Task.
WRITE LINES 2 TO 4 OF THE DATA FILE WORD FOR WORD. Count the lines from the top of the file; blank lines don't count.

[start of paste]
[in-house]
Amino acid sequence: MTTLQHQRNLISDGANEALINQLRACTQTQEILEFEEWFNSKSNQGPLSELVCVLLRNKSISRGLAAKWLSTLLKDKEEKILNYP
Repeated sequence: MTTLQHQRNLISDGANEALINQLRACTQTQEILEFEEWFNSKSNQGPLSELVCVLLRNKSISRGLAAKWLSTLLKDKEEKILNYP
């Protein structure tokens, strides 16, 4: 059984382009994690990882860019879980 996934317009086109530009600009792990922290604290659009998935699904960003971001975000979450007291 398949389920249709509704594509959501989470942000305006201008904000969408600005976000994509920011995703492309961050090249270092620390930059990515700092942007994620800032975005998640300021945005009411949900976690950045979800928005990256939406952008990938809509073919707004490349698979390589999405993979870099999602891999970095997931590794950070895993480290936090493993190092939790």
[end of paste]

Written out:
Amino acid sequence: MTTLQHQRNLISDGANEALINQLRACTQTQEILEFEEWFNSKSNQGPLSELVCVLLRNKSISRGLAAKWLSTLLKDKEEKILNYP
Repeated sequence: MTTLQHQRNLISDGANEALINQLRACTQTQEILEFEEWFNSKSNQGPLSELVCVLLRNKSISRGLAAKWLSTLLKDKEEKILNYP
């Protein structure tokens, strides 16, 4: 059984382009994690990882860019879980 996934317009086109530009600009792990922290604290659009998935699904960003971001975000979450007291 398949389920249709509704594509959501989470942000305006201008904000969408600005976000994509920011995703492309961050090249270092620390930059990515700092942007994620800032975005998640300021945005009411949900976690950045979800928005990256939406952008990938809509073919707004490349698979390589999405993979870099999602891999970095997931590794950070895993480290936090493993190092939790």